1 Corinthians 10:5. Nevertheless, with most of them God was not pleased, for they were overthrown in the wilderness.
Paul starts 1 Corinthians 10 with a beautiful reminder of who we are in Christ. We are ALL baptized into Christ, and we have all participated with Christ by eating and drinking the spiritual food and water which is his own life. He shows us our identity by connecting our experience as the church with Israel’s experience. They were the people of God, now we are the people of God too, having been brought into the New Covenant with Israel.
But then comes the warning in our verse above. Not a warning from smugness. But a warning from fatherly love.
Just because you are in Christ does not mean that you can’t begin to live a life that displeases God. And it doesn’t mean you can run after idolatry, sexual sin, or fleshly selfishness without facing the displeasure of God. These things are simply incompatible with the life of Christ inside of you.
Let me pause and try to be very clear. Because you are in Christ, YOU, by your very nature, are pleasing to God. But, your behavior can still be self-promoting and self-seeking. Our position in Christ is always secure, but our condition can be a train wreck at times.
Remember, that’s exactly the way the Corinthians were living. The ones who were “strong” and “spiritual,” and even had the right answers, were offending the “weaker” Christians and creating huge divisions in the church. Some were even mixing Christianity with idolatry and sexual immorality and calling it freedom. Then the “weak” Christians were being shamed into similar practices. It’s in the middle of all this mess that we find Paul’s warning in 1 Corinthians 10:5, and his comparison of their sin to Israel’s sin in 10:6-12.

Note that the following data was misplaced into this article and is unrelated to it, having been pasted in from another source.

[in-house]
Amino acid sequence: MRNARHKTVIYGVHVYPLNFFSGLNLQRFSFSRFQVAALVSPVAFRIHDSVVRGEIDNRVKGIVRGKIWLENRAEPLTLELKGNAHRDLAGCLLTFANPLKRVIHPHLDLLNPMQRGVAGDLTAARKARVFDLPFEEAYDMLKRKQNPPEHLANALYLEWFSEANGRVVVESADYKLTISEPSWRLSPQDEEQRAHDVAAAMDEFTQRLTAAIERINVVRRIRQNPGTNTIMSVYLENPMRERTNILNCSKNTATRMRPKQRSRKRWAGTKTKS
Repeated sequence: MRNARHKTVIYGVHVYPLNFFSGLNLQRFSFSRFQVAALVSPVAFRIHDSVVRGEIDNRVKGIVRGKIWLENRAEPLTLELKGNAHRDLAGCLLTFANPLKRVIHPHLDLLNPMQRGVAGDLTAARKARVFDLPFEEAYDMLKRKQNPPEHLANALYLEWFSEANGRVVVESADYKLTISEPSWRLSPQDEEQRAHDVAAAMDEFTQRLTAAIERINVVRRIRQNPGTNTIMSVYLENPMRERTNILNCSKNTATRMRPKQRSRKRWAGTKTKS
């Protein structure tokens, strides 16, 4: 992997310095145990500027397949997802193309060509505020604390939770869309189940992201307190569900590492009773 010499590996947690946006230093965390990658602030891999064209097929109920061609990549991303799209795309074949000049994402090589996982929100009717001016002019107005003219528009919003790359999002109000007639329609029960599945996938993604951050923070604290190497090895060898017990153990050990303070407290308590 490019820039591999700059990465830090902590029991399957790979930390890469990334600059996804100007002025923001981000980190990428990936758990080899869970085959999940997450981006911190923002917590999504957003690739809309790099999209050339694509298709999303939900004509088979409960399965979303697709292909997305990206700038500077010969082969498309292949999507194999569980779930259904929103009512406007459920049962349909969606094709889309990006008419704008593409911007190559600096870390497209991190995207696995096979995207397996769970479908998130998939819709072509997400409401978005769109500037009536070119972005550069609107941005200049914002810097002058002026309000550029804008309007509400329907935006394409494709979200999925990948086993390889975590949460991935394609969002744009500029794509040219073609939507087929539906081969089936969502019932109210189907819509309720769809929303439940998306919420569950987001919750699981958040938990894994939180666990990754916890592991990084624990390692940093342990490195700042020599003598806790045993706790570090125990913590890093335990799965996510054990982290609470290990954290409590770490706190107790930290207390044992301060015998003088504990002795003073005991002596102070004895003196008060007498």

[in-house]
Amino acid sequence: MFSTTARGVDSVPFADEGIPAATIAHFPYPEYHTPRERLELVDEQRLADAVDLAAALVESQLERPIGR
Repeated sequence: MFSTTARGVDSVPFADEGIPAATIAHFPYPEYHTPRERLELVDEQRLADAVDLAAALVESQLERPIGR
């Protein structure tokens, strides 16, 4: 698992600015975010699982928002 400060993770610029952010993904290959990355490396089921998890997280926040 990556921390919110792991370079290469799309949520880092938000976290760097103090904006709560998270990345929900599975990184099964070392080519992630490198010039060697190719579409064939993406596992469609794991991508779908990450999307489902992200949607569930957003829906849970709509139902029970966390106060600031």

We must not take this warning lightly. Notice Paul’s language – they were overthrown in the wilderness. Why? Because of their idolatry, sexual immorality, and putting Jesus (Yahweh their guide) to the test. Oh yeah, they were also overthrown in the wilderness for their grumbling.
1 Corinthians 10:9-10. We must not put Christ to the test, as some of them did and were destroyed by serpents, 10 nor grumble, as some of them did and were destroyed by the Destroyer.
Our freedom in Christ does not magically prevent these sins in our life. We have all seen Christians succumb to these things. Um, let’s be honest, we have all seen ourselves succumb to these things. If you think you haven’t – Therefore let anyone who thinks that he stands take heed lest he fall (10:12).
You may be thinking that you have never put Christ to the test. But anytime we take Christ’s grace for granted. Anytime we presuppose that he will just forgive us and move on. Any time we choose to grumble, complain, doubt, or worry about God’s provision. Anytime we transfer our anger onto Christ. Anytime we blame others without seeking reconciliation. Anytime we slip into trusting anything other than his love and grace (idolatry). Anytime we act upon our bodily desires with no regard for their spiritual connection. Yes, you have put Christ to the test. And so have I.
But here’s the glorious truth of “to live is Christ:” Christ will pass that test because he has passed that test already. If we have Christ is in us, may we never put Christ to the test. But since we are in Christ, when we do put Christ to the test, he has already passed that test. He already forgiven you, loved you, filled you with his grace and power.
And here’s the second glorious truth of “to live is Christ:”
1 Corinthians 10:13. No temptation has overtaken you that is not common to man. God is faithful, and he will not let you be tempted beyond your ability, but with the temptation he will also provide the way of escape, that you may be able to endure it.
Because Christ HAS passed the test, you CAN pass the test each and every day. God is faithful. He will provide the way of escape and the ability to endure it until that escape comes. How do I know? Because he already has provided the ultimate escape and the ultimate endurance through Jesus Christ himself and your union with him.
Do you find yourself taking grace for granted? Putting Christ to the test? Have you allowed grace to empower holiness in your life? How can the truth of your union with Christ serve to remind you that you are pleasing to God and that your life needs to be pleasing to God?